Monday, May 17, 2010

PRESS RELEASE: Climate Impacts on Olympic Peninsula Forests poster field guide premiers

May 17, 2010

Climate Impacts on Olympic Peninsula Forests Premiers
For Immediate Release
Contact:  Timothy Colman, publisher
Good Nature Publishing: 206 622 9522

What Will Olympic Peninsula Forests Look Like in 100 Years? 
“Climate Impacts on Olympic Peninsula Forests” vividly portrays the ongoing effects of climate change on our beautiful native plants and animals, through the interpretation of award winning fine artist of John C. Pitcher.

May 17, 2010 – Washington State’s Olympic Peninsula  contains several distinct ecosystems and supports biodiversity of species that are found nowhere else on the planet.  Current scientific data suggests that forests in the Olympic Peninsula will experience a number of climate-related changes, including snowpack decline, increased tree establishment in meadows, threats to native species, and increased wildfire activity. 

Good Nature Publishing is proud to present the first edition poster of “Climate Impacts on Olympic Peninsula Forests.” Varying from the usual drastic-impact portrayals depicting piles of trash and helpless animals choking on cigarette butts, Pitcher relays an artist's impression of climate impacts based on best science available. 

“I wanted John Pitcher to make art showing climate impacts on Northwest forests over next 100 years:  snow pack melting, lower elevation flora and fauna chasing food and water up hill, increased invasive species and forest fires," said Good Nature Owner, Timothy Colman. “The art is not Dante's Inferno, but a reality check for people interested in learning about the way climate is affecting our fellow travelers in the plant and animal world.  From Olympia, Tacoma, Seattle, Everett and Anacortes -- all of western Washington, we see the Olympic Peninsula every day.  What a gift of light and beauty!  I think we need to look beyond the snow packed peaks, though.  The artwork is designed to be beautiful and get you wondering: What is happening to flora and fauna on the Olympic Peninsula now and in the future?"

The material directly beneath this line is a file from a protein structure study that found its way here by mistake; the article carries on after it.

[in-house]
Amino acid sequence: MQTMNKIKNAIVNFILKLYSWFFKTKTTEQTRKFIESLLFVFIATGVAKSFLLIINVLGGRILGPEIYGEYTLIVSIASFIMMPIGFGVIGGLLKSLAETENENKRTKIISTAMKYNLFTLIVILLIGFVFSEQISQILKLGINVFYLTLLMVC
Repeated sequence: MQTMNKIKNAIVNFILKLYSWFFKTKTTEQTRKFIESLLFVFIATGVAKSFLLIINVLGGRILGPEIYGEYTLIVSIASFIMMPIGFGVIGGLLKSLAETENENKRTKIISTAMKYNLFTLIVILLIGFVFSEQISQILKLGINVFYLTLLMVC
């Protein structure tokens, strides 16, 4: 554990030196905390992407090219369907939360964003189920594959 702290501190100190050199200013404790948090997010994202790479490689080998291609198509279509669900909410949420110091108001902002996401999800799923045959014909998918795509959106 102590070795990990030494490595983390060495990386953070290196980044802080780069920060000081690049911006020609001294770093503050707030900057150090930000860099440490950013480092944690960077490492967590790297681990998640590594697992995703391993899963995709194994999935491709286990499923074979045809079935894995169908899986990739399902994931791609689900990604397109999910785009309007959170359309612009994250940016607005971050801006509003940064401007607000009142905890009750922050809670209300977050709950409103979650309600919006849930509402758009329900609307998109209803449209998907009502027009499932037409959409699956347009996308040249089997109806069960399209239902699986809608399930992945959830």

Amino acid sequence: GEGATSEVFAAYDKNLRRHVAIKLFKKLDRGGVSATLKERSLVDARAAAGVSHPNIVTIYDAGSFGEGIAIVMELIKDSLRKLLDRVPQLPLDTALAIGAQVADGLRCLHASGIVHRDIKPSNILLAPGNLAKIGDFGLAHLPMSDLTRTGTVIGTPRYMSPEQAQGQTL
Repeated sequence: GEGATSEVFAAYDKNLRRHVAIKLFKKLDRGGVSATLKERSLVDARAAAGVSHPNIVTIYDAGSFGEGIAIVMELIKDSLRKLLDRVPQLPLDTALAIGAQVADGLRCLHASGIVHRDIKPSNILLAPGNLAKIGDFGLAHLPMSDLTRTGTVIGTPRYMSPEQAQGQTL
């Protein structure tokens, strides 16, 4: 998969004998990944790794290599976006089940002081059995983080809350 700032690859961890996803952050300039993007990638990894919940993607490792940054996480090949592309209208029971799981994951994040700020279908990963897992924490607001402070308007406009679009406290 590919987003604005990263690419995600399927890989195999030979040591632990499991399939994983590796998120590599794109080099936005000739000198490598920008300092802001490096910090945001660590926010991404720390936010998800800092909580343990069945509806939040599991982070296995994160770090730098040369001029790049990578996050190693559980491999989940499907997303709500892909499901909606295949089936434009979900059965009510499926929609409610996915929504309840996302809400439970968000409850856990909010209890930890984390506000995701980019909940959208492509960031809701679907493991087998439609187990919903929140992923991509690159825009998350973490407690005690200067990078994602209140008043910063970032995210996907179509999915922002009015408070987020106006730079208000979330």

"How do we help plants and animals adapt to the relatively fast changing climate?”  

While seemingly subtle, the ongoing climate change will inevitably raise seasonal temperatures up to one degree per decade throughout the 21st century.  Snow packs will move higher up the mountains, causing shifts in the tree line, a drastic change in the lifecycle of the Olympic Marmot (found only on the Olympic Peninsula), and increased probability of wildfires throughout the region. 
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Colman uses John Pitcher’s realistic art and a full narrative as a way to educate citizens living both on and off the Olympic Peninsula. “The poster helps people by asking each of us to consider the impacts to life in our back yard." With the use of native plants such as the Magenta Paintbrush and Subalpine Fir, viewers observe the climate changes to the Northwest region starting in Summer 2010 through the end of the century.  

Invasive plants such as Japanese knotweed, blackberry and other invasives can establish themselves now that winter snow packs melt sooner.  Lower elevation native flora and fauna are on the move, chasing food and water in higher elevations. 

Honing in on a particular landscape is one of the most effective strategies for understanding the projected effects of climate change.  This place-based approach makes the scope and anticipated effects of change manageable and transforms climate change from a remote global phenomenon to one with personal relevance and immediacy. By using the familiar landscape, Colman hopes to involve local communities. 

Good Nature Publishing is a green arts publisher in Seattle Washington, since 1996.  Retail/Wholesale is available See website for all bioregionally significant art.  

Please refer to our “Treemendous Teachers” offer for environmental educators, conservation district outreach, and master gardeners.

Poster size: 36” x 24”
Printed in the US with soy based inks on FSC certified paper 1000 # book wt paper.

Art available in paper or laminated or custom framed. 


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